Reticello smock: Part 1

The planning phase of this project was probably the easiest part.  I had to determine materials and equipment next.

Using the correct fabric is such an important element of creating a good cutwork and in retrospect I should have done more research before beginning my project.  I have since done a significant amount of research on 16th century linen fabric.

There are some excellent books now that give the picks per inch (ppi) and ends per inch (epi).  For this project I needed a fine fabric, but with a dense thread count.  That is nearly impossible to find in modern fabric.

The thread count for the shirts and smock that are listed in Janet Arnold’s Patterns of Fashion 4 that list thread count are close to even weave and 90 – 100 threads per inch.  That is incredibly dense, but  the fabric had a see-through quality.  I used the finest linen fabric available from Fabrics-store.com for this project.  I already had it on hand.  Since then I have bought the finest linens from every source I could find.   None of the options came close to what seemed to be the norm in 16th century woven linen.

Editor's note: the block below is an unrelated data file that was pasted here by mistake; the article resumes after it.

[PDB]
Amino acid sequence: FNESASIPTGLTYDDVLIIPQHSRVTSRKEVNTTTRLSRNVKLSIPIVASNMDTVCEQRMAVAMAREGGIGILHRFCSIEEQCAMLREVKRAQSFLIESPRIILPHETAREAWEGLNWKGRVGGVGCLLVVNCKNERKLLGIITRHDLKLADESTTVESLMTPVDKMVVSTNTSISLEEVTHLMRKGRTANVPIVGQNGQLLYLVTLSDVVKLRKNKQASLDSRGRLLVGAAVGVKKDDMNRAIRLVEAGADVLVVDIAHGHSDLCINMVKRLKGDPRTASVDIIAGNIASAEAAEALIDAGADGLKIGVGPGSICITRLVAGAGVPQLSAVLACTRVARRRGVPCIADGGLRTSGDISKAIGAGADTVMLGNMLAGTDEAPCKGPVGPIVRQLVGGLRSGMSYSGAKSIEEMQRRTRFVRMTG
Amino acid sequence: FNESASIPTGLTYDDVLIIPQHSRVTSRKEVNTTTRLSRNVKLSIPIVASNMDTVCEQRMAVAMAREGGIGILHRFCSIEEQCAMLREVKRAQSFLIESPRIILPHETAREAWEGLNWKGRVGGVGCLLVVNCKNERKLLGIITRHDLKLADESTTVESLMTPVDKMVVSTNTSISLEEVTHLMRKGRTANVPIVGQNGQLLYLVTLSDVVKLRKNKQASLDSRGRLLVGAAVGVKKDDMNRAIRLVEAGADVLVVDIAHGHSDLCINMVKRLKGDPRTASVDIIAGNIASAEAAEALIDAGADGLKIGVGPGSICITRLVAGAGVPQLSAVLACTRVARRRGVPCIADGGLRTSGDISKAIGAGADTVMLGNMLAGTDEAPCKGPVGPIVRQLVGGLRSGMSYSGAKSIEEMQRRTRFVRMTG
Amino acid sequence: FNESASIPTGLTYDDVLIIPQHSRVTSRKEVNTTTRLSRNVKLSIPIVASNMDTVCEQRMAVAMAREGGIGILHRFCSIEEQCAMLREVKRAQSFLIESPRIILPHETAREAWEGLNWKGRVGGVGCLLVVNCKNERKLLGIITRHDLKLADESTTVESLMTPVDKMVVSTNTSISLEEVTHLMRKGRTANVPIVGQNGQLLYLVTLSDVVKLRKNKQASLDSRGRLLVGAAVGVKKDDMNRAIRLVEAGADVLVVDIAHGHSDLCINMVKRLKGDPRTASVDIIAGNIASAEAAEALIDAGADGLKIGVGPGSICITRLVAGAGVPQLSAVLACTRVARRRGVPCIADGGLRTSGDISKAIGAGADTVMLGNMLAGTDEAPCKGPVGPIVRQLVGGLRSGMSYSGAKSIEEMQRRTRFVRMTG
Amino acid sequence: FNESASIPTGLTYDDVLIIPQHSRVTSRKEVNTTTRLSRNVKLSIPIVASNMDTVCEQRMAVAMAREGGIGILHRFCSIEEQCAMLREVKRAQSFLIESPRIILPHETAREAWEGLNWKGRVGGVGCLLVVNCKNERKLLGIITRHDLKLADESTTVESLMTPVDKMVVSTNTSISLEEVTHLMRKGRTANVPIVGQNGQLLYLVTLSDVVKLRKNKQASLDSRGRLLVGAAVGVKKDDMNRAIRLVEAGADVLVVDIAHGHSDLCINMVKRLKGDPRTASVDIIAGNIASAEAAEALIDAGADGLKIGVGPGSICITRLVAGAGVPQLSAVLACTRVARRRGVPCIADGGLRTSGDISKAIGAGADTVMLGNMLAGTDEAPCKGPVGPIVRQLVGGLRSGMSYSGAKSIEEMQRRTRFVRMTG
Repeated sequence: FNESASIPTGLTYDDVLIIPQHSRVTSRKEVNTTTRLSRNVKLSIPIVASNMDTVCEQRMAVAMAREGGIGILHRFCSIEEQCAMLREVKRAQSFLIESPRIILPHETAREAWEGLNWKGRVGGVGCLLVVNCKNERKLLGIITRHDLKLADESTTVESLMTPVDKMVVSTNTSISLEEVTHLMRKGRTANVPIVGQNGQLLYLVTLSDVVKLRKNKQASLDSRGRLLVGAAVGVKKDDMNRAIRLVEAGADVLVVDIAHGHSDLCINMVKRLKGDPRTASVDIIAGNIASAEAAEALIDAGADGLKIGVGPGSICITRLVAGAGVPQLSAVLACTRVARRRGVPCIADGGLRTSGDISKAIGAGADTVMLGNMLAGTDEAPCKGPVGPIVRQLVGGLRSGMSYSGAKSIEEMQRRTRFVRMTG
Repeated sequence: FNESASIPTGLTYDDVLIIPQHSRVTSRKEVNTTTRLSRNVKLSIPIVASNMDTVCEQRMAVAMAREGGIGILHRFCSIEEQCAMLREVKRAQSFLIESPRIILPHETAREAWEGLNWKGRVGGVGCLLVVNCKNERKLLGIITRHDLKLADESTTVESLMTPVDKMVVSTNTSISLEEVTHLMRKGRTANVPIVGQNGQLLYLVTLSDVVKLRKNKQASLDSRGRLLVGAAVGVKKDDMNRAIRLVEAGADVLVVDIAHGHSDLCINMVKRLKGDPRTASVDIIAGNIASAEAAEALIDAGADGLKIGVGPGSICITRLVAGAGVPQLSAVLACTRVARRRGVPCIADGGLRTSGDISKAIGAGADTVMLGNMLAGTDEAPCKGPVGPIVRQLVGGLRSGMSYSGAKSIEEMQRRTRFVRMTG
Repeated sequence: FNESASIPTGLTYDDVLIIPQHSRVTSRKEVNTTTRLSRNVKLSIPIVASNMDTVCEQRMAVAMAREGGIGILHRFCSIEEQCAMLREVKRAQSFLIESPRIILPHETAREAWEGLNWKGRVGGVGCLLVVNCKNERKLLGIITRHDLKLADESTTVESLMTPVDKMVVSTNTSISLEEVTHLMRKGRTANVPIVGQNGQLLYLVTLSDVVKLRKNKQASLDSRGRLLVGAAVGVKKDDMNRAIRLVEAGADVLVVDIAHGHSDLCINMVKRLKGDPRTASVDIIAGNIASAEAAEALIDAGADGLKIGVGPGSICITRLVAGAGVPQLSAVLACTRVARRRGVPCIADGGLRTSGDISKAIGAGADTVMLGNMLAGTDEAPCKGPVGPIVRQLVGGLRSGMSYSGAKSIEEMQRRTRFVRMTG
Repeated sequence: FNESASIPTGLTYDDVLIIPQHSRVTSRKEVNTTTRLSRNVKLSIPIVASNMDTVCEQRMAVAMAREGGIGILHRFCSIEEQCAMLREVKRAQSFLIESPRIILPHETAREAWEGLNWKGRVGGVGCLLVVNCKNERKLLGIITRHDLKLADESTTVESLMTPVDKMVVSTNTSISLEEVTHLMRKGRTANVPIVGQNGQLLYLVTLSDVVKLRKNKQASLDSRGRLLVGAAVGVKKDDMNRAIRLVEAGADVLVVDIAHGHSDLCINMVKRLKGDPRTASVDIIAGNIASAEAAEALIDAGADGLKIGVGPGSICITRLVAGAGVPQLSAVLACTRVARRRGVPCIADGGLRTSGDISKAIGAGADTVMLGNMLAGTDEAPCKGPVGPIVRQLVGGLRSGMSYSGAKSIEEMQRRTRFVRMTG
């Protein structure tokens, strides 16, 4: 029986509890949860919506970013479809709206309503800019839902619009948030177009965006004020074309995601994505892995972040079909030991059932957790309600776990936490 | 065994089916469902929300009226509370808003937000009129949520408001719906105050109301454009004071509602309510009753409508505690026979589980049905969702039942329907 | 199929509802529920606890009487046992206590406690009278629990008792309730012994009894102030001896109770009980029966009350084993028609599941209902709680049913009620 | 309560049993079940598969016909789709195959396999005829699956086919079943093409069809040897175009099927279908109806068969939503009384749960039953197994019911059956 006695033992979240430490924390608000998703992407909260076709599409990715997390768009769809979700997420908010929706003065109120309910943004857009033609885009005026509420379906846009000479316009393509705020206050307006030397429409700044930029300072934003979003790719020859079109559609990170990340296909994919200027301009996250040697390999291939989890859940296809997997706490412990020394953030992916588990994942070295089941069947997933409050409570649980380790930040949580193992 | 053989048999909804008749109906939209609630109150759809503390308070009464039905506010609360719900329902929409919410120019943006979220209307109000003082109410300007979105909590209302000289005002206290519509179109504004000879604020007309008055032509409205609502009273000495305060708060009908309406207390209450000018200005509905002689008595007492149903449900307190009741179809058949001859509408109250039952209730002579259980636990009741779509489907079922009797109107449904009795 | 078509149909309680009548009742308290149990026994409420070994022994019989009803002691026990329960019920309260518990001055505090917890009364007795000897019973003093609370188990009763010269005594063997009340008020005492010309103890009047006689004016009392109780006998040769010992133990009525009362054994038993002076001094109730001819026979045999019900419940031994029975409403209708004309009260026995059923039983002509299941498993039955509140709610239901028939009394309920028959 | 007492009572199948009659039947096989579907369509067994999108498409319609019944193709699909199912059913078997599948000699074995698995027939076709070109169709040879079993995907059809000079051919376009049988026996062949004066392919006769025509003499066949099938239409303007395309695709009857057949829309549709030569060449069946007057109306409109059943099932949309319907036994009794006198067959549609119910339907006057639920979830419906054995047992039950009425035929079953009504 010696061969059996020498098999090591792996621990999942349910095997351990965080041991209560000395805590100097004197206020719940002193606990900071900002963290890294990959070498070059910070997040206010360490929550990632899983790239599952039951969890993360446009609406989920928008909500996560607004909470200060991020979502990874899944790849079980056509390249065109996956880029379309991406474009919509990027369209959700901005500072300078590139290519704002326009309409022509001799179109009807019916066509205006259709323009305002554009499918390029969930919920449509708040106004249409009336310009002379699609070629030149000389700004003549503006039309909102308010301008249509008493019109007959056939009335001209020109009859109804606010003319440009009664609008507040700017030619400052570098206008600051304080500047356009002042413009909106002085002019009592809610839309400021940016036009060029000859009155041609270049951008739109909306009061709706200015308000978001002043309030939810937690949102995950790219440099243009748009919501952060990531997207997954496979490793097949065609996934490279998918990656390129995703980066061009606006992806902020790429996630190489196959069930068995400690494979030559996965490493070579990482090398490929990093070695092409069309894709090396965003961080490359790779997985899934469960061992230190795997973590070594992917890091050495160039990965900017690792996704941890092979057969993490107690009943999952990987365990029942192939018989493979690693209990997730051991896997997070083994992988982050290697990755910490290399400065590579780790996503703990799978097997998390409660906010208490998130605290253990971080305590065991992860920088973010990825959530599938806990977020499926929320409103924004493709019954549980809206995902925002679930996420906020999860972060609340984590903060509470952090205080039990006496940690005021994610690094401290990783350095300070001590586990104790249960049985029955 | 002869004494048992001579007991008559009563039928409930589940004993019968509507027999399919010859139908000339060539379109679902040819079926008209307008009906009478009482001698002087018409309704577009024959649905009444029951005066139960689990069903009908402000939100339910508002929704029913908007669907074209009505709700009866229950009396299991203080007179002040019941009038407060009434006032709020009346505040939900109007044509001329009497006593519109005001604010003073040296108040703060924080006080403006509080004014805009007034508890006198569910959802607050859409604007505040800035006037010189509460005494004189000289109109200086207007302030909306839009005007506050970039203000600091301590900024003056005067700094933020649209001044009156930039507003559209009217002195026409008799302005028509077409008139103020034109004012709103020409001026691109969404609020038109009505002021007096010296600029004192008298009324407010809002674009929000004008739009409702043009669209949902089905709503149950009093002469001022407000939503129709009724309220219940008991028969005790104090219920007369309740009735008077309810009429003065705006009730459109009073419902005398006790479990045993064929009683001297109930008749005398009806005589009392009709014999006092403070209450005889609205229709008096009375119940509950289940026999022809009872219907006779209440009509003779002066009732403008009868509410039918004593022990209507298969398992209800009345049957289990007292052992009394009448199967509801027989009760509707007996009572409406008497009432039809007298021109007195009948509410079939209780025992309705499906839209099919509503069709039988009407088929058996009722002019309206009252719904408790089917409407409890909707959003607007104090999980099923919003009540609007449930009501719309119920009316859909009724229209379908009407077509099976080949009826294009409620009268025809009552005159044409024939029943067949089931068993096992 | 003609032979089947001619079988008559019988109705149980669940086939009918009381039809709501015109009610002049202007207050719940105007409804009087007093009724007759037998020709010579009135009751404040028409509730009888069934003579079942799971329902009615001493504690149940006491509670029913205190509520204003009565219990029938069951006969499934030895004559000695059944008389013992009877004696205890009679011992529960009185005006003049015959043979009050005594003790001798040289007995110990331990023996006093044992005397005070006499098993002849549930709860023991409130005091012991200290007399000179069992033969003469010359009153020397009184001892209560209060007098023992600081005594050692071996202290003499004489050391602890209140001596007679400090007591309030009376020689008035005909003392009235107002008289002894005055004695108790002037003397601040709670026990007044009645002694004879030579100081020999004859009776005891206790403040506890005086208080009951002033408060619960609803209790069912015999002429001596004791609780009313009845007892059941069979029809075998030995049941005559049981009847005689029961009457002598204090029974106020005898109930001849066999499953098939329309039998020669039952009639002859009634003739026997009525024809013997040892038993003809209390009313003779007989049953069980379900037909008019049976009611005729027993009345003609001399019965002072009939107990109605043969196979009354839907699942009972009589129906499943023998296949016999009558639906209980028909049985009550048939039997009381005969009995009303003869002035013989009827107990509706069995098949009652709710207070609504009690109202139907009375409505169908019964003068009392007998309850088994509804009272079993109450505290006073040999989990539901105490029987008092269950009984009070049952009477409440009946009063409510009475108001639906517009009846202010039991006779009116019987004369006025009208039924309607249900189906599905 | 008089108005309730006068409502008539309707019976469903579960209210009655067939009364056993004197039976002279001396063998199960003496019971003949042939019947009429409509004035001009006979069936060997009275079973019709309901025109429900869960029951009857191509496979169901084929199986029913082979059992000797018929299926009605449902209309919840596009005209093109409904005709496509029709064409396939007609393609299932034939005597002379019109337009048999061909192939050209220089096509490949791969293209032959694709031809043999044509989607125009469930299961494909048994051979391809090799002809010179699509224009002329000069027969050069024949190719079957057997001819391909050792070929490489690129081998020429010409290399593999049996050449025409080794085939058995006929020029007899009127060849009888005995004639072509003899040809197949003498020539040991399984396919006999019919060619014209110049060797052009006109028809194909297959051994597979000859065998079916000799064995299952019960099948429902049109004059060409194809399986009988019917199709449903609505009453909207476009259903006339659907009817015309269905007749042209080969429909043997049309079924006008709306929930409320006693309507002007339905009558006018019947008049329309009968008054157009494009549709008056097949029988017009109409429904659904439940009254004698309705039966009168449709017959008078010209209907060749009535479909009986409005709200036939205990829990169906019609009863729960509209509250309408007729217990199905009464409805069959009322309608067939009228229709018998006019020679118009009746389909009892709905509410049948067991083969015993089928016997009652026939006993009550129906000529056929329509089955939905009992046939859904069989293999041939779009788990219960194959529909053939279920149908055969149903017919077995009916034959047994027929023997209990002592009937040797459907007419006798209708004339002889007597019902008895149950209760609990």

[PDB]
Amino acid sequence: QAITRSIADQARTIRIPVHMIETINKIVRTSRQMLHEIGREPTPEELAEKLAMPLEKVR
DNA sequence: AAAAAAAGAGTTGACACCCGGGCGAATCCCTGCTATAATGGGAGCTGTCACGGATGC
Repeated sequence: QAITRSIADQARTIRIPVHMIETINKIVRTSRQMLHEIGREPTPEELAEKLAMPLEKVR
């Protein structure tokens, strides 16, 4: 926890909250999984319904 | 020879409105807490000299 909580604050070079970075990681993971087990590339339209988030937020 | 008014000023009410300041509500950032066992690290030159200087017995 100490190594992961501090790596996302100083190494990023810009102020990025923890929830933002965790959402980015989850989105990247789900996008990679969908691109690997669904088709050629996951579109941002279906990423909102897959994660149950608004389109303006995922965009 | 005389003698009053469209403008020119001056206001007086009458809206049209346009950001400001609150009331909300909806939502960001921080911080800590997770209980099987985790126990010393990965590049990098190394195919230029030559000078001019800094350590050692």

Here is a list of what I had found:

Fabrics-store.com – 2.8 oz. 100% linen – 24 x 28 count (used for project)

Dharma Trading Company – 3.8 oz 100% linen – 52 x 53 count

Dharma Trading Company – 55/44 cotton/linen blend – 55 x 47

Various linen fabrics from local sources – all thread counts below 60

Any other linen I bought was either too heavy or too slubby

I didn’t test the yarn count since that information is never given and I have nothing to compare it too.

The examples I found were vastly different:

Seventeenth- Century Women’s Dress Patterns – Embroidered Jacket (page 28) 90 x 92 count -1610

Seventeenth – Cnetury Women’s Dress Patterns – Blackwork Jacket (page 52)  96 x 96 count – 1620

Seventeenth  – Century Womens Dress Patterns Pat 2 – Embroidered Jacket (page 54) 100 x 110 – 1590

Patterns of Fashion 4 – 1535 Boys Shirt (page 65) 108 x 112 – described as fine linen

Patterns of Fashion 4 – 1550 Boy’s Shirt (page 65) 72 x 92

Patterns of Fashion 4 – 1585 Shirt (page 71) 77 x 73